When you’re serious about branding and understand its importance, you’ll probably get why a style guide is necessary.
Some people may think creating a branding style guide is silly and too “plannish” without enough doing.
We’ve seen companies thrive once a style guide is created and accessible. We’ve also seen companies make a style guide that is pretty much ignored.
How do you make a style guide that is used?
First, as we’ll outline below, you need the right stuff in a style guide. Second, you may need to help employees see its importance. It might be helpful to send employees a few examples of companies that are all over the map with branding (and point out their struggling profits and how it relates to their lack of branding focus). Then, show them a few examples of successful companies that have excellent branding and consistent use of their branding decisions. Show them those companies’ style guides and explain how sticking to it strengthens their brand. You can do all this with a quick gallery of images and not much text (so employees actually read your message).
Then, when you make your style guide, make sure it’s clear and quick to refer to. Put it on your company repository/board online, wherever that may be. Make templates so that people who create content don’t have to even think about how to format or style things. As much as possible, try to have templates for most things your company produces, and try to make those templates part of each creator’s workflow.
Why does a style guide matter?
If you think about it, you are bombarded with so many messages every day. You have people around you talking to you about what they care about; you have news outlets feeding you current events; you have social media with thousands of topics; you have podcasts, videos, etc. With all this input, a company needs to be very clear about who they are and how they can help you.
Here’s an extreme example: If I told you about a company I like–let’s say it’s called “The Awesome Company,” and I said they make lawn chairs and lawn mowers and lawn games and laundry soap and launching rockets, it might be difficult for your brain to really know how to think about the company. I mean, their products all have the sound “lawn/laun” in them, but that doesn’t necessarily give me a clear idea of what they’re totally about and why I should care.
Sometimes we see this in companies. They are giving people so many different ideas and messages about who they are that they end up not giving much, if any, message.
Here’s a better example: What if I started a dry cleaning company and I couldn’t decide what my biggest unique selling point (USP) was? What if on my business care and store door, I listed my top ten selling points? Would people memorize all those ten selling points and the next time they heard my name, would they remember all those selling points in conjunction with my name? Would they read the selling points at all? (The answer is most definitely “No!” We don’t even read the back of cereal boxes anymore.)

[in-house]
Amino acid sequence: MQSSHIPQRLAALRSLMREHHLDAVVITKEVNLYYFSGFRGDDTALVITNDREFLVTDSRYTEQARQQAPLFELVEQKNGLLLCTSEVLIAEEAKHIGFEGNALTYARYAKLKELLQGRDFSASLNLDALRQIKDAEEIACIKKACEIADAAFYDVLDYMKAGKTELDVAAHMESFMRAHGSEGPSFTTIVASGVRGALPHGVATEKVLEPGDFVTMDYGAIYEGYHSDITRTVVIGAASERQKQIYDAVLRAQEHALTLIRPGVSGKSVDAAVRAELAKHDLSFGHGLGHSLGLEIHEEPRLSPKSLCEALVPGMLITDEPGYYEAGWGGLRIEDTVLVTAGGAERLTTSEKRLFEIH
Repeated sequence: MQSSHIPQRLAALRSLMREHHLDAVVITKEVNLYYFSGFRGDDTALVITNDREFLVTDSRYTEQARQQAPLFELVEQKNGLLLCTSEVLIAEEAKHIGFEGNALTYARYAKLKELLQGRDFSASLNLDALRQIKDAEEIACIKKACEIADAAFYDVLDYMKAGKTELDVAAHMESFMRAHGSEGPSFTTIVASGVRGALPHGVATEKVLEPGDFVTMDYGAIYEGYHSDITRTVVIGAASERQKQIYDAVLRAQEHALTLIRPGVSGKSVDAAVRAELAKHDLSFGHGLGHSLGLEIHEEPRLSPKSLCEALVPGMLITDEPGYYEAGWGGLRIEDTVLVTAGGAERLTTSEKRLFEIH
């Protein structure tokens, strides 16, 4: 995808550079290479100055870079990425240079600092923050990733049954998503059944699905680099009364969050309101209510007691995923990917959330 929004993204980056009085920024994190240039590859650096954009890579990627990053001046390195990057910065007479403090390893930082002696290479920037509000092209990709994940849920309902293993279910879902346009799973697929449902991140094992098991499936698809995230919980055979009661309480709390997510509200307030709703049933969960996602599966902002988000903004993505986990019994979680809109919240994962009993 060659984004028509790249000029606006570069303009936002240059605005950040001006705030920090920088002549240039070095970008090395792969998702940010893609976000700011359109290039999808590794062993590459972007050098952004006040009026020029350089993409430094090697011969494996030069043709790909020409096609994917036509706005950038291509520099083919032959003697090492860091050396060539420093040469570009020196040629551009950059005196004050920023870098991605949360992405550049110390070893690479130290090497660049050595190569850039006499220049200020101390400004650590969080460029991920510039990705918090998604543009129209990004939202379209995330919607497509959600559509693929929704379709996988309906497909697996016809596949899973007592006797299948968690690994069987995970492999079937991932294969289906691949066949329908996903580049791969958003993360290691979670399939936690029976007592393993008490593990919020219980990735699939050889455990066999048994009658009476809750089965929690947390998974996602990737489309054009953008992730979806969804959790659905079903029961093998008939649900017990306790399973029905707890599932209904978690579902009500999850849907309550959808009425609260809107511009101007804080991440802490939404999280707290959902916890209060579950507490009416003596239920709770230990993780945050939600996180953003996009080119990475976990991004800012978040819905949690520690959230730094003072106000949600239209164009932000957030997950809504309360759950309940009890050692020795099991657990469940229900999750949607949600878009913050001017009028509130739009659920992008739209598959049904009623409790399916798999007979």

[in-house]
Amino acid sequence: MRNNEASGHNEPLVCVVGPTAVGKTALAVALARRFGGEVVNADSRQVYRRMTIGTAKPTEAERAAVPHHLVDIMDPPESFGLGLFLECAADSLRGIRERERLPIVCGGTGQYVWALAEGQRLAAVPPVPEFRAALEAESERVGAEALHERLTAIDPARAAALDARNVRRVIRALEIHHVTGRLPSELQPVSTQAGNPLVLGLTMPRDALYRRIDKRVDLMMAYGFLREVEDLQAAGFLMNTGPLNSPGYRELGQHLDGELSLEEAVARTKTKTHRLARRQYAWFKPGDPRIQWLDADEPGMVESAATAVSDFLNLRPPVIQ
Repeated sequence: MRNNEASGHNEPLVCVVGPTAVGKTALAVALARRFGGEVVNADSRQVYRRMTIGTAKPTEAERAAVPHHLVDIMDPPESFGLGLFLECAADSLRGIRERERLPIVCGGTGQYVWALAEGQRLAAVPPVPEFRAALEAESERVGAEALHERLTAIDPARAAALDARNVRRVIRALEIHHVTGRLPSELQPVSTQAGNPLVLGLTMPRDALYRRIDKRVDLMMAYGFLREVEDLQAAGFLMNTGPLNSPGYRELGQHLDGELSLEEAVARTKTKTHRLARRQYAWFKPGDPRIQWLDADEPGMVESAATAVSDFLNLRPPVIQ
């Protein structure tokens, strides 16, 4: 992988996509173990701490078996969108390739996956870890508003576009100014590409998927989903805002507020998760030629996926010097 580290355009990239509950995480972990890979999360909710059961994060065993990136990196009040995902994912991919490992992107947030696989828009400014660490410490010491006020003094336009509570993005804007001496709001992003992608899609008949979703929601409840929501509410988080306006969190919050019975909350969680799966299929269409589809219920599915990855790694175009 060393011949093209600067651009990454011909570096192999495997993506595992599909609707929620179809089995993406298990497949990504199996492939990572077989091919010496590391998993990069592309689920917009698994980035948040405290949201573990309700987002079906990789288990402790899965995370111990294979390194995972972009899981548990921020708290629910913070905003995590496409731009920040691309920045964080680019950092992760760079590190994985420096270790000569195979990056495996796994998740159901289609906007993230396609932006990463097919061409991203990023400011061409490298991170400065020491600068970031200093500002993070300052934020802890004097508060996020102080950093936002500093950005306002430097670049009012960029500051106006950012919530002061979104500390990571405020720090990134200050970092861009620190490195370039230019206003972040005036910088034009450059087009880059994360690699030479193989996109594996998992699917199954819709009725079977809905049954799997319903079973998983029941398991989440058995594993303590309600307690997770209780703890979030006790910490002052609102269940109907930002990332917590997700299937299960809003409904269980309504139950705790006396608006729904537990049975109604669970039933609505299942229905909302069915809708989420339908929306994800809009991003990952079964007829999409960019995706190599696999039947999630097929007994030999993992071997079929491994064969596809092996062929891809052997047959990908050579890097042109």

This is also a comment on the importance of branding in general, but my point is, we need to keep things simple for everyone’s over-messaged brain. We need to pick the one most crucial thing (our USP) that we want people to think of when they hear our company name. To this day, when I hear “Nike,” there’s a good chance that my brain will think “Just do it.” Simple messages win out over long, involved messages.
A style guide helps define exactly what that message is (both in word and in design). Once you have a well-define style, it’s easier for employees not to mess it up by putting out things with all kinds of other messaging and design. Those other messages and designs will muddy your brand and dilute it until it’s essentially invisible.
If your style guide is easily accessible and offers exact templates in all the file formats needed, you’re on your way to a much more clear message to the public.
What should I include in a style guide?
The best style guides are all-inclusive. By that, I mean that in addition to covering the look and feel for your brand, it also includes the messaging. The best style guides include:
- Title Page
- Why It Matters
- Messaging (including USP, supporting bullet points, 30/50/100-word descriptions)
- Brand Colors
- Brand Logo (including logos for use on dark and light backgrounds)
- Representative Samples of Branding Used Correctly (types of collateral that are used most often, such as an email signature or video intro/outro, plus many “look and feel” examples from the company’s every day content)
- Who to Contact with Questions
It doesn’t have to take forever to make a style guide. Just put together the decisions that have been made, and visually sample what everything should be. I’ll put a few example pages below.
Some sample pages from a style guide I created for a tech coaching company: